You wouldn’t know it from news coverage in the aftermath of Texas hailstorms or Florida hurricanes, but U.S. homeowner insurers are doing a better job than ever of pleasing their customers when responding to claims, according to J.D. Power.
Results of the firm’s Property Claims Satisfaction Study released Thursday showed that overall customer satisfaction with the property claims process had reached a record high 881 on a 1,000-point scale.
“Home insurers have spent a great deal of time and money refining their claims processing capabilities through a combination of improved client relationship management, enhanced technology and improved quality control,” stated David Pieffer, property and casualty lead for insurance intelligence at J.D. Power.”Getting this formula right is critical for insurers because any customer perception of undue effort or unnecessary delays experienced on the part of the customer in the claims process is directly correlated with increased shopping for a new insurer.”
Amica Mutual scored the highest in claims satisfaction for a ninth consecutive year, with a satisfaction rating of 902. The Hartford ranks second with a score of 896, followed by Farmers with a score of 893.
One insurer scored even higher than Amica, but it wasn’t listed in the rankings because it doesn’t meet the survey criteria. USAA scored a 904. J.D. Power excluded it from the list because the carrier sells only to military families, not the general public.
J.D. Power said two factors most likely to persuade consumers to shop for new policies were claim-related premium increases and too much effort required to get claims resolved. When insurers don’t measure up in those areas, overall satisfaction decreases by 85 points and customers become 13.5 times more likely to shop for a new policy.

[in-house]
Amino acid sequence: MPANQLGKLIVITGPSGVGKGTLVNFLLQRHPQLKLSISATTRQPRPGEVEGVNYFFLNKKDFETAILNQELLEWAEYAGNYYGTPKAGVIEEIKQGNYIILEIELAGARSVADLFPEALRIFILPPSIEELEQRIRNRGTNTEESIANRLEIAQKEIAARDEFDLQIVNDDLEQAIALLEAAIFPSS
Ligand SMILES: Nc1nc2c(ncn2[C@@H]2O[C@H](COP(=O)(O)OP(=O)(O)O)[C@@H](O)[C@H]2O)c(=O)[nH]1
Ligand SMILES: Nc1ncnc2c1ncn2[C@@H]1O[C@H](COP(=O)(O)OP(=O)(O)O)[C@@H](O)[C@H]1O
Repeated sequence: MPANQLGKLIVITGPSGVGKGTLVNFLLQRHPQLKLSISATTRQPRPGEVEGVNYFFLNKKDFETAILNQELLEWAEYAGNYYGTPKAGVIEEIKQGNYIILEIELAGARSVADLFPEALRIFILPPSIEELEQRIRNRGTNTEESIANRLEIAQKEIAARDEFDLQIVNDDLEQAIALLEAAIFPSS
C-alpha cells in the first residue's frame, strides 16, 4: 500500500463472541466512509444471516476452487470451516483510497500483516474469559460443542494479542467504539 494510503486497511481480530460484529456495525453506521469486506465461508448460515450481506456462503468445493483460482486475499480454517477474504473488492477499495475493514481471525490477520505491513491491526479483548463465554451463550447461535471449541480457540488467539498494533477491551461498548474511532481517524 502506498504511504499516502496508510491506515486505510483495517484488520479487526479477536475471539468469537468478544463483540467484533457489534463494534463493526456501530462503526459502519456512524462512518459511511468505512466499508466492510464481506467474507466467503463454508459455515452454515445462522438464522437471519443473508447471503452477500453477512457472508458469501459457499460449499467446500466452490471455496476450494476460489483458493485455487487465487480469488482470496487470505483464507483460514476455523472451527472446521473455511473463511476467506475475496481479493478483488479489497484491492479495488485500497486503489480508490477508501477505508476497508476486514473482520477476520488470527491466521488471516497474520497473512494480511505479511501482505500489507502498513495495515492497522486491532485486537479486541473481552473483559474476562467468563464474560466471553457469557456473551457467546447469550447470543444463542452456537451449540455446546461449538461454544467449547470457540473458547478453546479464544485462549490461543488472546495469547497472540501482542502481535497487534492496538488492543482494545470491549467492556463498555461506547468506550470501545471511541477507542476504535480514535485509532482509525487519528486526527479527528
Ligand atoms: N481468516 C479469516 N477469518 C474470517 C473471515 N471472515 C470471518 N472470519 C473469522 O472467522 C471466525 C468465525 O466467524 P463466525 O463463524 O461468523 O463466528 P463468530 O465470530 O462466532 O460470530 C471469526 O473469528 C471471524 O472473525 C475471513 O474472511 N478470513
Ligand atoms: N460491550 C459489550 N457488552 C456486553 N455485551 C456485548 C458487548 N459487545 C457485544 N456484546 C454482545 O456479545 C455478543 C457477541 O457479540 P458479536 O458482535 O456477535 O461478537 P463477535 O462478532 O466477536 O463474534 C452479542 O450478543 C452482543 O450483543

The score for property claims was the highest rating of all of J.D. Power’s consumer satisfaction studies for service industries in the United States and Canada. By comparison, auto claims scored 868, mail order pharmacy 867 and direct banking 860, the company said.
The survey showed that consumers like being able to file claims electronically and enjoy “self-management tools,” but they don’t want to be too high tech. J.D. Powers said 27 percent of customers still prefer the entire claims process to be handled offline and just 4 percent said they would prefer a digital-only claims experience.
J.D. Power’s survey included responses only from consumers who had experience filing a claim, so the high satisfaction rankings stand in sharp contrast to some of the press coverage about the way insurers respond to claims.
The Dallas Morning News’ Watchdog column raked USAA over the coals last November for receiving an “F” rating by the Better Business Bureau. The newspaper profiled one complaint by a homeowner who had been fighting the carrier for 18 months to get his roof replaced after a hailstorm.
The bureau told the newspaper that USAA did not report how it resolved 45 complaints that were reported to it. Also, USAA had paid $15 million to settle a complaint by the U.S. Consumer Financial Protection Bureau for mishandling personal back accounts.
A spokesman for USAA told the Morning News that his company has chosen not to share with the Better Business Bureau what actions it has taken to resolve complaints. He noted that USAA is regulated by the Texas Department of Insurance, which has posted data showing it received relatively few complaints compared to other carriers.
Insurers carriers got similar bad press after Hurricane Irma made landfall in the Florida Panhandle in 2017. The state Office of Insurance Regulation reported a year after the storm had passed that 8% of the claims filed for hurricane damage were still unresolved. Consumers groused during legislative hearings that carriers had made low-ball offers, or blamed flooding for damages that had clearly been caused by wind.
The J.D. Power survey measured satisfaction with the property claims experience among insurance customers who have filed a claim for damages by examining five factors: settlement; claim servicing; first notice of loss; estimation process; and repair process. Responses came from from 6,025 homeowners insurance customers between April and December 2019.
Was this article valuable?
Here are more articles you may enjoy.